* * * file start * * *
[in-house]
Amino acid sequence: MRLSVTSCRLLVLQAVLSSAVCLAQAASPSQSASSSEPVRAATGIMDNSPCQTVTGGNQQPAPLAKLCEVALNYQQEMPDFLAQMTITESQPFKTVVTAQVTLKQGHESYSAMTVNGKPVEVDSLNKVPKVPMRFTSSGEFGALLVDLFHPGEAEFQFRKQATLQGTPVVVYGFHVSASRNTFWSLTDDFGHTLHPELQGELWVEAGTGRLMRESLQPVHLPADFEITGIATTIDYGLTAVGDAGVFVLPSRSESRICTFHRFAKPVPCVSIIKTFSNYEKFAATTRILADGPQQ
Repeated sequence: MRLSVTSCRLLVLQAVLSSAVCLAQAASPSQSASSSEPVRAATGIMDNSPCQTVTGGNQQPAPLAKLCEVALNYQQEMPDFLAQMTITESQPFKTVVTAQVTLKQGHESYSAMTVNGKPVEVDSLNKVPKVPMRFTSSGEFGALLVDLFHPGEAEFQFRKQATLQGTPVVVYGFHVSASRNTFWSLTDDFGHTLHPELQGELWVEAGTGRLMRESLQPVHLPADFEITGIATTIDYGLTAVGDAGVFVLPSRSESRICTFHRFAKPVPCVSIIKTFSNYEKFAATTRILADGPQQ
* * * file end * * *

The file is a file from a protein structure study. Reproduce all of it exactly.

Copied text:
[in-house]
Amino acid sequence: MRLSVTSCRLLVLQAVLSSAVCLAQAASPSQSASSSEPVRAATGIMDNSPCQTVTGGNQQPAPLAKLCEVALNYQQEMPDFLAQMTITESQPFKTVVTAQVTLKQGHESYSAMTVNGKPVEVDSLNKVPKVPMRFTSSGEFGALLVDLFHPGEAEFQFRKQATLQGTPVVVYGFHVSASRNTFWSLTDDFGHTLHPELQGELWVEAGTGRLMRESLQPVHLPADFEITGIATTIDYGLTAVGDAGVFVLPSRSESRICTFHRFAKPVPCVSIIKTFSNYEKFAATTRILADGPQQ
Repeated sequence: MRLSVTSCRLLVLQAVLSSAVCLAQAASPSQSASSSEPVRAATGIMDNSPCQTVTGGNQQPAPLAKLCEVALNYQQEMPDFLAQMTITESQPFKTVVTAQVTLKQGHESYSAMTVNGKPVEVDSLNKVPKVPMRFTSSGEFGALLVDLFHPGEAEFQFRKQATLQGTPVVVYGFHVSASRNTFWSLTDDFGHTLHPELQGELWVEAGTGRLMRESLQPVHLPADFEITGIATTIDYGLTAVGDAGVFVLPSRSESRICTFHRFAKPVPCVSIIKTFSNYEKFAATTRILADGPQQ